Academic journal article Forum for Applied Research and Public Policy

Environmental Aftermath in Kosovo

Academic journal article Forum for Applied Research and Public Policy

Environmental Aftermath in Kosovo

Article excerpt

An inspection of post-conflict Yugoslavia reveals underlying environmental problems that need attention.

During the 1999 NATO bombing campaign of Yugoslavia, conflicting reports emerged in the media concerning environmental damages from the campaign. Of particular concern were the releases of oils and chemicals from targeted industrial sites, the possibility of hazardous substances entering the Danube River, and the use of weapons containing depleted uranium.

On March 19, 1999, a peace agreement between the federal government of Yugoslavia and the ethnic Albanian minority in Kosovo was negotiated in Rambouillet but not signed by the Yugoslavian government. On March 24, a day after U.S. Ambassador to the United Nations Richard Holbrooke returned from Yugoslavia, having failed to persuade the government to agree with the Rambouillet accords, NATO started Operation Allied Force and began to bomb targets all over Yugoslavia.

On June 1, after 78 days and after dropping more than 14,000 bombs, NATO suspended Operation Allied Force. The Yugoslavian government agreed to an unconditional withdrawal from Kosovo, and the UN Security Council adopted resolution 1244, which entrusts the establishment of an international civil administration in Kosovo to the UN Secretary General.

The Yugoslavian government claimed that the bombings had caused severe environmental damage and were intended to inflict damage that would affect human health and natural resources. NATO, on the other hand, claimed that its use of sophisticated, state-of-the-art weapons against carefully selected targets had minimized environmental and other secondary damage.

Task Force Responds

A UN Interagency Needs Assessment Mission visited Yugoslavia for 12 days in May 1999 to make an initial assessment of the consequences of the conflict even as the bombings and ethnic cleansing continued. Immediately after the UN interagency mission reported its findings, Klaus Topfer, the executive director of the United Nations Environment Programme (UNEP) and acting executive director of United Nations Centre for Human Settlements (Habitat), created the Balkans Task Force to make a detailed assessment of the impact the conflict had on the environment and human settlements. Pekka Haavisto, Finland's former Minister of Environment and International Development Cooperation agreed to chair the task force. The Balkans Task Force comprises staff from UNEP, Habitat, and independent environmental experts. This provided a rare opportunity for the United Nations to examine the effects of modern warfare on the environment.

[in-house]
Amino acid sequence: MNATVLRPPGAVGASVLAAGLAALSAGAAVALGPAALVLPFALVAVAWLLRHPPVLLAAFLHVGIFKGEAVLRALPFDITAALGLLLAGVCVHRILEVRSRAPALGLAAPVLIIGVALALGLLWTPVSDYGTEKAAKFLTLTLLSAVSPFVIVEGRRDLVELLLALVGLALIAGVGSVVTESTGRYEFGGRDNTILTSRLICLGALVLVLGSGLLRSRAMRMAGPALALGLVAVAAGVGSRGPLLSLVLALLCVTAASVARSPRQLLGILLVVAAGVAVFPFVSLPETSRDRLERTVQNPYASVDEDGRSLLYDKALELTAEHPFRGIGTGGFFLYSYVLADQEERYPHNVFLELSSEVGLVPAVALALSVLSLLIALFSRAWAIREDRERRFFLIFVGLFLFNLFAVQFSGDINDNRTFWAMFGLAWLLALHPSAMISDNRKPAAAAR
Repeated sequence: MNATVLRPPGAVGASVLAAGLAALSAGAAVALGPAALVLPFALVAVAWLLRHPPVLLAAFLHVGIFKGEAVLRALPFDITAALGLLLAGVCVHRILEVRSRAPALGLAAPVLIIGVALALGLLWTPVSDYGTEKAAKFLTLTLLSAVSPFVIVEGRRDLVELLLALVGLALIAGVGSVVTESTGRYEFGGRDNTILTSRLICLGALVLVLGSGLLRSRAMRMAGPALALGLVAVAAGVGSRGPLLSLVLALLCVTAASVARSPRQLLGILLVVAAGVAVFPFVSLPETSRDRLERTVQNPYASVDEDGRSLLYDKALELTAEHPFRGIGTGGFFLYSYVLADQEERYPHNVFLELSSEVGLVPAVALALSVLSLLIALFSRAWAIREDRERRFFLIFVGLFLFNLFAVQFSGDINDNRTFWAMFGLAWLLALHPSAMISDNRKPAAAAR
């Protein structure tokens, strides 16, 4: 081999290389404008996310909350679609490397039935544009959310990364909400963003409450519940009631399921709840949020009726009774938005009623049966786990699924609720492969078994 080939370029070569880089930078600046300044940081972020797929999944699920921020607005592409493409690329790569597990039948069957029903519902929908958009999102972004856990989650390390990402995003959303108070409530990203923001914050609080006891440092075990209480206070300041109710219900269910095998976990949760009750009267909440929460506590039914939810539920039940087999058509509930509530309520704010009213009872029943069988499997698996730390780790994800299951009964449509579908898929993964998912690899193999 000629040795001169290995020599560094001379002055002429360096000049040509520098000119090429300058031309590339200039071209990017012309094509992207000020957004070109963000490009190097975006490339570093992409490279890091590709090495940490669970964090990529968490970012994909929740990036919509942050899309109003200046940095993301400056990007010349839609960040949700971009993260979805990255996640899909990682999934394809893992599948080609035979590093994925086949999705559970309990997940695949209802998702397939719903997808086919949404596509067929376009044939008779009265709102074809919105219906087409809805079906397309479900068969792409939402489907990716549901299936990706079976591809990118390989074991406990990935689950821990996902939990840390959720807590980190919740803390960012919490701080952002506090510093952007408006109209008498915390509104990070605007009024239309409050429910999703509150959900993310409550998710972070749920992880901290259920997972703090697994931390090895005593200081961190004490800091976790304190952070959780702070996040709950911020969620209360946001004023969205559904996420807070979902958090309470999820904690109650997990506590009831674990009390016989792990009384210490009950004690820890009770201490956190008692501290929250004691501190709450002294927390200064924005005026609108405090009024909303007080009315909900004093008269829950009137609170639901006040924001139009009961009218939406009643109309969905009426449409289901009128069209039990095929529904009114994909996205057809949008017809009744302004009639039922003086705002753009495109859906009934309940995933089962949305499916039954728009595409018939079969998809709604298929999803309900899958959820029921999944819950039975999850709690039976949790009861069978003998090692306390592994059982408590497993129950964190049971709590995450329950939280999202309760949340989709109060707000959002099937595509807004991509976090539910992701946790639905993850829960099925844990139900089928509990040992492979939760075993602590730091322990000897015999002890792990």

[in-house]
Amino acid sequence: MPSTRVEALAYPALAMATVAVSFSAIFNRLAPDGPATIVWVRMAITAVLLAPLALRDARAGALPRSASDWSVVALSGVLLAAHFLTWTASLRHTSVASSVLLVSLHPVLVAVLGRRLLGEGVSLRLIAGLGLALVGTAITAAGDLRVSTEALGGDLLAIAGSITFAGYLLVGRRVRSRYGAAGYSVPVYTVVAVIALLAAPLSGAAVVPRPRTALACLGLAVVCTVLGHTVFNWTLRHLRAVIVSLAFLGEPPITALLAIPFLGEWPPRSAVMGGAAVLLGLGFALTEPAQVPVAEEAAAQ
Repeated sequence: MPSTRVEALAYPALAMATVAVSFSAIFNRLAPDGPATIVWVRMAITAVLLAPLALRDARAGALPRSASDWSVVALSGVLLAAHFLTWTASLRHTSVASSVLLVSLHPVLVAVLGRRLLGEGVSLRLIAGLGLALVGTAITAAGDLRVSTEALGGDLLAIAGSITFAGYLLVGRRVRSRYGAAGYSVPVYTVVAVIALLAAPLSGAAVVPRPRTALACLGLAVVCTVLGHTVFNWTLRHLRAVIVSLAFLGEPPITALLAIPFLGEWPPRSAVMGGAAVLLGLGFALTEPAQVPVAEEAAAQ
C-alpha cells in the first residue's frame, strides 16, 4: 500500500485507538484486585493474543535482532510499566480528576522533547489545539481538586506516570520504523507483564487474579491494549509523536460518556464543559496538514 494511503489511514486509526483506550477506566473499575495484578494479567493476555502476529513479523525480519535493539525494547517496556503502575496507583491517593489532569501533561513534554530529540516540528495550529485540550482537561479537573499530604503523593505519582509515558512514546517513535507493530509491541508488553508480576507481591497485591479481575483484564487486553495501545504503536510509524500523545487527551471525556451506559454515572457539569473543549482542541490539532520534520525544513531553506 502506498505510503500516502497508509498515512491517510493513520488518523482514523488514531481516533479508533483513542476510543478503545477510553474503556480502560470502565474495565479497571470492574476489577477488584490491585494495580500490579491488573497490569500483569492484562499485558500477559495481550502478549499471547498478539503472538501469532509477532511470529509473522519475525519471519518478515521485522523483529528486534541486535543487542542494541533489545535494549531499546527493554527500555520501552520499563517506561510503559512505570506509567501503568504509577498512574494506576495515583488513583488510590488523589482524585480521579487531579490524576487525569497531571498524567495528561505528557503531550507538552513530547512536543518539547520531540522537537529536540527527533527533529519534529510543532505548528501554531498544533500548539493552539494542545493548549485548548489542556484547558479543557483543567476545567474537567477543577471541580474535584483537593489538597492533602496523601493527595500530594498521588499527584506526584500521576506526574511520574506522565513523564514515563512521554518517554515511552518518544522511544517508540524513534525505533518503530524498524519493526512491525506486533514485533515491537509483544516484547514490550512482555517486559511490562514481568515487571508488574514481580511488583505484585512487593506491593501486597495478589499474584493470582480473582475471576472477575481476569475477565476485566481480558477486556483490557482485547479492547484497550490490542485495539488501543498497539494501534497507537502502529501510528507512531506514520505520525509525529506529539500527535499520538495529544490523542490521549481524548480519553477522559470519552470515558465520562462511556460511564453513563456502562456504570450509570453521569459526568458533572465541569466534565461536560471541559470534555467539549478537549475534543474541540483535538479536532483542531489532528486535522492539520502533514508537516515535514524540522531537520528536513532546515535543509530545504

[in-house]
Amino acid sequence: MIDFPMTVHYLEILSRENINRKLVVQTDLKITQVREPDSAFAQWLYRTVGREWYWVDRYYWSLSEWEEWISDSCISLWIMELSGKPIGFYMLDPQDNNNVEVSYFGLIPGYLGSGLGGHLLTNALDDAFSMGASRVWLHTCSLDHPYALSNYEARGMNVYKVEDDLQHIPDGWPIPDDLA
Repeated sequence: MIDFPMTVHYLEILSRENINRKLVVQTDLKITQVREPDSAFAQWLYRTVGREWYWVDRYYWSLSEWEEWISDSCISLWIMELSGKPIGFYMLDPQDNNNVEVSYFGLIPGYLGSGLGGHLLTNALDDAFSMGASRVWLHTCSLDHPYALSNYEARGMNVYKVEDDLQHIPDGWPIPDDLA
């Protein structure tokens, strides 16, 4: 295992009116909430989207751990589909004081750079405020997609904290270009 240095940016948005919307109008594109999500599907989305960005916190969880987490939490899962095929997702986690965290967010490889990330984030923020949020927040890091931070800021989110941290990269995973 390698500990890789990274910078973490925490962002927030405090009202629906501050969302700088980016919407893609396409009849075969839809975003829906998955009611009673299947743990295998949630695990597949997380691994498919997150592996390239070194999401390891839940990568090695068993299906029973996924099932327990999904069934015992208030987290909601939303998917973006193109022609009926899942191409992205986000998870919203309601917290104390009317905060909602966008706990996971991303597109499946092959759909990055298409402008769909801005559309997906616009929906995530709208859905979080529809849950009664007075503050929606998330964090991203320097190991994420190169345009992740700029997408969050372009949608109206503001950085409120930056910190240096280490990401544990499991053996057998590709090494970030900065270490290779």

In July 1999, after the conflict ended, the task force's core team prepared for a detailed desk study followed by field missions. During the desk study, all available data were compiled and studied, including information from the media, UN and non-UN agencies, NATO, governments including that of the Federal Republic of Yugoslavia, and non-governmental agencies. A comprehensive database was set up to collect and compare all information available regarding the environmental damage caused by the bombings. [1]

Dilemmas

The Balkans Task Force chairman, Pekka Haavisto, began the report with the statement that the most endangered resource in times of war is the truth. It was clear from the start that the task force assessment was made in a highly charged political climate; however, the task force aimed to be as objective and scientific as possible. The first priority was to identify potential pitfalls as the task force walked a fine line between conflicting information.

* Was the information accurate? The Balkans Task Force team got mixed information from the premission desk study as well as during the field missions. Data released by the media--from radio, television, magazines, press releases, and other magazine sources--about quantities of specific pollutants differed considerably, and experts interviewed by the task force at times had completely different opinions. …

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